The Logos “Free Book of the Month” for November is the Hermeneia Commentary on Matthew 1-7 by Ulrich Luz.
Head on over to logos.com/FreeBook to add it to your library now!
The Logos “Free Book of the Month” is Luther in English: The Influence of His Theology of Law and Gospel on Early English Evangelicals (1525-35).
Not much better than free books, right?
Update: In addition to the commentaries below, Logos also is offering a free book from Zondervan, The Promise-Plan of God by Walter Kaiser, which is a Biblical Theology of the Old and New Testaments.
The Logos “Free Book of the Month” is a commentary on Amos by Gary V. Smith from the Mentor Commentary series.
Be sure to head to the site and pick it up—it’s a good one from what I hear! And if that’s not quite enough for you, they also have the commentary on Joel & Obadiah on sale for $1.99 (that’s 91% off!).
Today, July 10th, is the anniversary of Calvin’s birthday in 1509. To celebrate, for 24 hours Reformation Trust and Ligonier are giving away 2 Free ebooks on John Calvin. (I’ve previously reviewed one of them here on the blog)
Also on the free ebook front, Crossway is giving away a free copy of Kevin DeYoung’s Taking God at His Word in exchange for completing a short survey. This giveaway is good until July 14th.
Hurry and get your free resources before they’re gone!
Crossway is giving away a FREE ebook copy of Bonhoeffer on the Christian Life for anyone who completes a short (5 question or so) survey about where they learn about new books. This giveaway is open today through March 15th. I have not read this entry yet but I have read the entry in this series on Jonathan Edwards. If this book is anything like that one then you should definitely get your hands on a free copy! Here’s the link to get started:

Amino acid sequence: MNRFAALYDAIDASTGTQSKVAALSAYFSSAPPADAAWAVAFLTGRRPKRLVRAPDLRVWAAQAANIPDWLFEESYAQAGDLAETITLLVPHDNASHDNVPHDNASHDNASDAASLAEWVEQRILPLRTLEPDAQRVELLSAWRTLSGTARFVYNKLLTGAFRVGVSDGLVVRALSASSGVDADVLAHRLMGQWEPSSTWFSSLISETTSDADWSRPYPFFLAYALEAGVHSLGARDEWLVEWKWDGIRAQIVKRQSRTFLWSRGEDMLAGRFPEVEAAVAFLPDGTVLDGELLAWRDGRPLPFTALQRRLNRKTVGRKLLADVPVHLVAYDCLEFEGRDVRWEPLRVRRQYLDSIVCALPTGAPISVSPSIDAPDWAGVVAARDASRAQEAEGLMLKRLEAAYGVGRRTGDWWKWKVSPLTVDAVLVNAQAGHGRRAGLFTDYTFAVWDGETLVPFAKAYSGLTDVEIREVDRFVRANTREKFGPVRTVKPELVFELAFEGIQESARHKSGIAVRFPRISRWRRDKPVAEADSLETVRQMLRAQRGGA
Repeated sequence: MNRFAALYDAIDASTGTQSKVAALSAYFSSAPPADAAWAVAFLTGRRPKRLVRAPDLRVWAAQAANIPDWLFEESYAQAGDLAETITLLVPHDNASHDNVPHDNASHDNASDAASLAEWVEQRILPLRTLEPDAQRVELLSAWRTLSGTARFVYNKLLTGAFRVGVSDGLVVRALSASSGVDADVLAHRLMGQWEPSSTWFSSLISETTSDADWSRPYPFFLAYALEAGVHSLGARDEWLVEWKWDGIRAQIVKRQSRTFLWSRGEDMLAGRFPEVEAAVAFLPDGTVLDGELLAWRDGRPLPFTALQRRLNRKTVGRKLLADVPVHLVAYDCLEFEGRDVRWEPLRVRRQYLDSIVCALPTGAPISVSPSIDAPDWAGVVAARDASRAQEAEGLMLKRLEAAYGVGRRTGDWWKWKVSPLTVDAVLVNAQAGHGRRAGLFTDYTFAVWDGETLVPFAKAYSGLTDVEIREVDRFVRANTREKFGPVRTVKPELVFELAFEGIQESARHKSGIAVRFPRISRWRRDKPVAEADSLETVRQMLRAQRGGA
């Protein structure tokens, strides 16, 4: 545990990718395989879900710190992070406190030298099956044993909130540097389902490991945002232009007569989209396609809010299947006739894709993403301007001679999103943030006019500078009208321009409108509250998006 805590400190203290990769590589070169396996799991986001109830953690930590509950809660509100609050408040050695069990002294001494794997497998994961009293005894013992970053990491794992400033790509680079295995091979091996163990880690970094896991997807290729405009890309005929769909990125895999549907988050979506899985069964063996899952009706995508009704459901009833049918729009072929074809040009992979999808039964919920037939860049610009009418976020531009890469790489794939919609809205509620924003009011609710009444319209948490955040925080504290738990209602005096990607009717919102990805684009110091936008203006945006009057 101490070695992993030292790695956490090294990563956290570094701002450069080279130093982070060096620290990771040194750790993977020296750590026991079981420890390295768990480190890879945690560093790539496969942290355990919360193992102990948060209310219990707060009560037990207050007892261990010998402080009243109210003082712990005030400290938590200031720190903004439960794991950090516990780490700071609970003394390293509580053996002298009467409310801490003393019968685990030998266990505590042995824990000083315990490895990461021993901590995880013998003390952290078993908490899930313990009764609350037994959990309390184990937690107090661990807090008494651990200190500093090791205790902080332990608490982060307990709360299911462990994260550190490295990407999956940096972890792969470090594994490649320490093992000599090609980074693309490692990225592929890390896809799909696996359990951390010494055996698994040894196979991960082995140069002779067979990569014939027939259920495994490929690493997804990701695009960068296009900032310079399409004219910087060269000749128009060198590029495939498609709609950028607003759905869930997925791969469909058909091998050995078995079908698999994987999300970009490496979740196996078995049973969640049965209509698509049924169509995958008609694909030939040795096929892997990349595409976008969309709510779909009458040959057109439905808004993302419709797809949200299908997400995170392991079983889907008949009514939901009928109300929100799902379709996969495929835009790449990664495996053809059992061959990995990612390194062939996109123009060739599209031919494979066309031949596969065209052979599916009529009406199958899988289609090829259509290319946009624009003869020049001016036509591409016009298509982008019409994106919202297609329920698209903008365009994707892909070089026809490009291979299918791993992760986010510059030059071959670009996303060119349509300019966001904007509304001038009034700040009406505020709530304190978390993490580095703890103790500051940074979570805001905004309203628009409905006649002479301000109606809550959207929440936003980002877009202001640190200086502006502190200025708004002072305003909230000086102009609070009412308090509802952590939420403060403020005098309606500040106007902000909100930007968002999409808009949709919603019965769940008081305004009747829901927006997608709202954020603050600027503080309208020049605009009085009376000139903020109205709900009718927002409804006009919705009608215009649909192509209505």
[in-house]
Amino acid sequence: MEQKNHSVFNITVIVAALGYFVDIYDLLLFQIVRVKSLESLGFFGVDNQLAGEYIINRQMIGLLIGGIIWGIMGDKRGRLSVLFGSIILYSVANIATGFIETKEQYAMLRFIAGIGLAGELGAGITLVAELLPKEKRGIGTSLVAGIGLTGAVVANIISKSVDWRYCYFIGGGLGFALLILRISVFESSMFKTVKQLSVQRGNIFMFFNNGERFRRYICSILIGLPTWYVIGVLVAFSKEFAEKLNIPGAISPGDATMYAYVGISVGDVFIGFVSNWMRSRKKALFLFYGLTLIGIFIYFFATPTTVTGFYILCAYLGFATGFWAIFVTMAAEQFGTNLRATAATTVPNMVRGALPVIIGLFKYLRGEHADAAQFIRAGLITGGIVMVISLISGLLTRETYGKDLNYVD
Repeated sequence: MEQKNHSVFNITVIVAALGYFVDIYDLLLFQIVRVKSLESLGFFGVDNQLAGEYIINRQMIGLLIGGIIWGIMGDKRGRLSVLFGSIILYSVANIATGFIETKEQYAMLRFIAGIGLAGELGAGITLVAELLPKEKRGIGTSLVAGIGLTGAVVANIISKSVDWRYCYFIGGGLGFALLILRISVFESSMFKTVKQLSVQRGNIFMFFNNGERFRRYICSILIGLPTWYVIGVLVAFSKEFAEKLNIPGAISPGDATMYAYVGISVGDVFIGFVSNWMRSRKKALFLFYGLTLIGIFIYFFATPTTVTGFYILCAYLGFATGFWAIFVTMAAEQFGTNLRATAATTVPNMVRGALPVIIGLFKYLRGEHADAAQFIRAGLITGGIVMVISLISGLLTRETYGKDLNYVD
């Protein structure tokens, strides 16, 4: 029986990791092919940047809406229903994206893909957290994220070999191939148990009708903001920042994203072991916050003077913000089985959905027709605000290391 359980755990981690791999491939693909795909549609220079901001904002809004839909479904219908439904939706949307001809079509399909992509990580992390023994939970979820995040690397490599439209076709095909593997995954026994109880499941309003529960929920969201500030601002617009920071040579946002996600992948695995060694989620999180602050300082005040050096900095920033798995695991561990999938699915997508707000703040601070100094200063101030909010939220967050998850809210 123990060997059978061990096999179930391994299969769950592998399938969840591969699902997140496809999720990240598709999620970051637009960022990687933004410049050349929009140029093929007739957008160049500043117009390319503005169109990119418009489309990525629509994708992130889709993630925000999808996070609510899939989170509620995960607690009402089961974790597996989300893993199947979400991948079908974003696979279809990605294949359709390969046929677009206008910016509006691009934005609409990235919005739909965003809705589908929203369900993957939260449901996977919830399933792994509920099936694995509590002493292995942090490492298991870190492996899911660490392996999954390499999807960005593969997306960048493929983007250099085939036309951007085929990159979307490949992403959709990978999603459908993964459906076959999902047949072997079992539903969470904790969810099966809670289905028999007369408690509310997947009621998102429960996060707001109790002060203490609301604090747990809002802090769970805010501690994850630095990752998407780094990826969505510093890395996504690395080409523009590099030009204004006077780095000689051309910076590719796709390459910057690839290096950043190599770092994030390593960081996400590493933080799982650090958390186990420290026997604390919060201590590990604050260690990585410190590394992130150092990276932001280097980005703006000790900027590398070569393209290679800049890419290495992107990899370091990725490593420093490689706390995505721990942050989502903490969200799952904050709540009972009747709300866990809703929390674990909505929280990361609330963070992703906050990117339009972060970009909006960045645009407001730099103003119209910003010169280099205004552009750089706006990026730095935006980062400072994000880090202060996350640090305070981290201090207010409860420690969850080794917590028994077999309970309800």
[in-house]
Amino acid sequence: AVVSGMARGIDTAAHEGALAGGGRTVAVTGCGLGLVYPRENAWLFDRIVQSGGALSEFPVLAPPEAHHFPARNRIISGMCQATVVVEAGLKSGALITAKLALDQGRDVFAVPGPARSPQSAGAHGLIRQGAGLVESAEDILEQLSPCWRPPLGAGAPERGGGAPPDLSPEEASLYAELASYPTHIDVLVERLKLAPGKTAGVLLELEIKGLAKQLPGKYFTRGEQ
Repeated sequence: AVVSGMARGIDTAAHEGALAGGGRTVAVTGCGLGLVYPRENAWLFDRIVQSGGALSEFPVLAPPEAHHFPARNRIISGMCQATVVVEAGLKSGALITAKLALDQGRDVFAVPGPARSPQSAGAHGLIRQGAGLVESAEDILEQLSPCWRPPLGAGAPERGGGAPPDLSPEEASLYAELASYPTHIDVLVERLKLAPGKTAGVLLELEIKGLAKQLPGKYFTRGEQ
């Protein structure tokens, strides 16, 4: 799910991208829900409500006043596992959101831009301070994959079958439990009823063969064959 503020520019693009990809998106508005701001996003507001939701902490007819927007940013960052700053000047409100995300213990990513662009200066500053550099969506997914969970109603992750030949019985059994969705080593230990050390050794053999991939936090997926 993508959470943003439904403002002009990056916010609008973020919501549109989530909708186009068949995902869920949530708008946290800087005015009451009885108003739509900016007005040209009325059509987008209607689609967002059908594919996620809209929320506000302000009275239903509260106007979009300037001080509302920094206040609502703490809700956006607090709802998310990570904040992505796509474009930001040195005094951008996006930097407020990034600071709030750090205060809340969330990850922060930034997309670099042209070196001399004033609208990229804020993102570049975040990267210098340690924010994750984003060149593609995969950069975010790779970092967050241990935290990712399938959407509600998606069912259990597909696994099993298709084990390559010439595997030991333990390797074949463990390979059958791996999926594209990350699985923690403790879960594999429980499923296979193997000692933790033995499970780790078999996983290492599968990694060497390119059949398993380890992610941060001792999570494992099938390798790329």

(and here’s the link to the Amazon page if you’d like to read some reviews first)
desiringGod.org has released a steady stream of free ebooks over the past few years and now they’ve put them all in the same space for our convenience! With volumes dealing with C.S. Lewis, John Bunyan, Luther, Edwards, abortion, disability, missions, and more, you’ll most likely find at least one resource worth your time and of interest to you! So go ahead and check out the list for yourself by clicking here: 24 Free ebooks!
I’ve been a fan of Francis Chan ever since his first book, Crazy Love-his passion for God is infectious and his urgency to live life fully for and in light of the gospel is inspiring. So when I heard that his latest book was on marriage, I was excited and couldn’t wait to get my hands on a copy.
Then a strange things happened: I started to read the book….and couldn’t decide whether I absolutely loved it or just thought it was “meh.” Let me explain.
The subtitle for the book gives you an absolutely 100% accurate preview and summary of the book’s contents and main thrust: this is truly a book on “Marriage in Light of Eternity.” Francis says in the introduction that:
There are plenty of marriage books that will teach you how to get along and be happy. This is not one of those books. -p.10
Now it’s not that I was looking for this to be a book that was all about teaching me “how to get along and be happy.” It’s just that the book was so different and unique (and to be honest, challenging) that it took me a while to process what I actually thought about it.